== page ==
Areas of Interest
I have varying interests throughout American History, which is nice because I am still in the formative years of my career as a historian. My main interests coming into Virginia Tech were in Political History concerning the formation of the Early American Republic. James Madison is a fascinating historical character, and his work with the Federalist Papers between the 2nd Constitutional Convention and Virginia’s ratification of the US Constitution was a main catalyst of the formation of the new republic. Since entering graduate school I have learned a lot of new ideas and my interests have expanded accordingly. I enjoy studying gender history, sports history, and my newest interest is Public History focusing on digital applications of history.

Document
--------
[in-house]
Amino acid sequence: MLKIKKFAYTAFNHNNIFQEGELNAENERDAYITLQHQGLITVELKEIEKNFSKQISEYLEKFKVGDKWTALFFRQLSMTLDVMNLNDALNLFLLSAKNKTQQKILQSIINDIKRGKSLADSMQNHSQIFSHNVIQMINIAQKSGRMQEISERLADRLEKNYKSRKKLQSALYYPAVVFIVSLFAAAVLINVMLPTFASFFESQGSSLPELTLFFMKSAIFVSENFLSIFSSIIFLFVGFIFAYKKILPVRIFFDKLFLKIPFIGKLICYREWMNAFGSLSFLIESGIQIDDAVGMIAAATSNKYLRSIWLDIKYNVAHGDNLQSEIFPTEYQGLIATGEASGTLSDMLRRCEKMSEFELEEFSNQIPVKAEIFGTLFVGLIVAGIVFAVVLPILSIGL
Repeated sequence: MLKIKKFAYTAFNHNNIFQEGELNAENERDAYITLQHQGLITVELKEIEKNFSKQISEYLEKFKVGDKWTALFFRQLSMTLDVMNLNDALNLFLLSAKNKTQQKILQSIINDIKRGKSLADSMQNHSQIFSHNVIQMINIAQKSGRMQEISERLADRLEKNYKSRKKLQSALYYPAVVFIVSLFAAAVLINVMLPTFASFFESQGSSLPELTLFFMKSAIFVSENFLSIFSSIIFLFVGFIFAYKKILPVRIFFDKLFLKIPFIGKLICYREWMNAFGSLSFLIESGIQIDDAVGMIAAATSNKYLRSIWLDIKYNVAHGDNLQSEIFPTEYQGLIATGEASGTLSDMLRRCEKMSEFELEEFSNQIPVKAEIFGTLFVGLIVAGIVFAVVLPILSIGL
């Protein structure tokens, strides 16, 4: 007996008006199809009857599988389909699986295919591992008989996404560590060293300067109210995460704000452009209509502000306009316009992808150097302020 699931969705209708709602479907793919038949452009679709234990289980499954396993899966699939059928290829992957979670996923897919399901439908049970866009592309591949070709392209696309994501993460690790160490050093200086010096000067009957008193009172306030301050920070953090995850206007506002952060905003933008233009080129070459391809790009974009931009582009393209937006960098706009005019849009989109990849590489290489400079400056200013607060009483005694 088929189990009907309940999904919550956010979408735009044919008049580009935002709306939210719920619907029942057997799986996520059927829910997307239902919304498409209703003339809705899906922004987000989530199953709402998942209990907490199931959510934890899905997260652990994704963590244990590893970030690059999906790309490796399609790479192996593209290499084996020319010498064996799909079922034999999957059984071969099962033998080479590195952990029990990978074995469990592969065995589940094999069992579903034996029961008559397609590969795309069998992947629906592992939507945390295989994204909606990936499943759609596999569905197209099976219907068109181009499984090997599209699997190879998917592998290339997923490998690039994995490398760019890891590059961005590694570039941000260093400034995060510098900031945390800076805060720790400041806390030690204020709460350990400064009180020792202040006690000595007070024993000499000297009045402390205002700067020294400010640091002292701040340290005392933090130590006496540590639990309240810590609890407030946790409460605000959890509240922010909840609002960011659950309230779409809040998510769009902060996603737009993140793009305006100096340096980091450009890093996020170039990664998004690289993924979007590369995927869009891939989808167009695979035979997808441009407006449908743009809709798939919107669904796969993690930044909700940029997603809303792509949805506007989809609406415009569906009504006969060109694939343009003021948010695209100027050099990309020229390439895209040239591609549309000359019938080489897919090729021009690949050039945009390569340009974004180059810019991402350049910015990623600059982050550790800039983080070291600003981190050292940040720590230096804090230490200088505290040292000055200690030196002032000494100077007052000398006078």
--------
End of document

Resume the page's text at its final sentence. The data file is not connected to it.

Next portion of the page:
My current research focuses on gender at the turn of the 20th century. In this paper I look at the hyper-masculinity surrounding college football. I argue that college football replaced pugilism and cockfighting as the game of the working class young man as a means for helping young men create their own masculinity at the end of the 20th century. These men felt a profound loss of masculinity as their parents and families moved to cities and the ideal of masculinity changed, but they thought that they could regain their own masculinity through toughness and physical prowess, both of which can be found on a football field in the 19th century.
I am in the early stages of co-founding an annually printed scholarly journal focused on papers presented at the annual Brian Bertoti Innovative Perspectives in History Conference. This journal would take a number of the best papers submitted to the annual conference and give those historians a place to publish their work. Publishing opportunities for graduate students are scarce, and we want to promote graduate student research in this journal.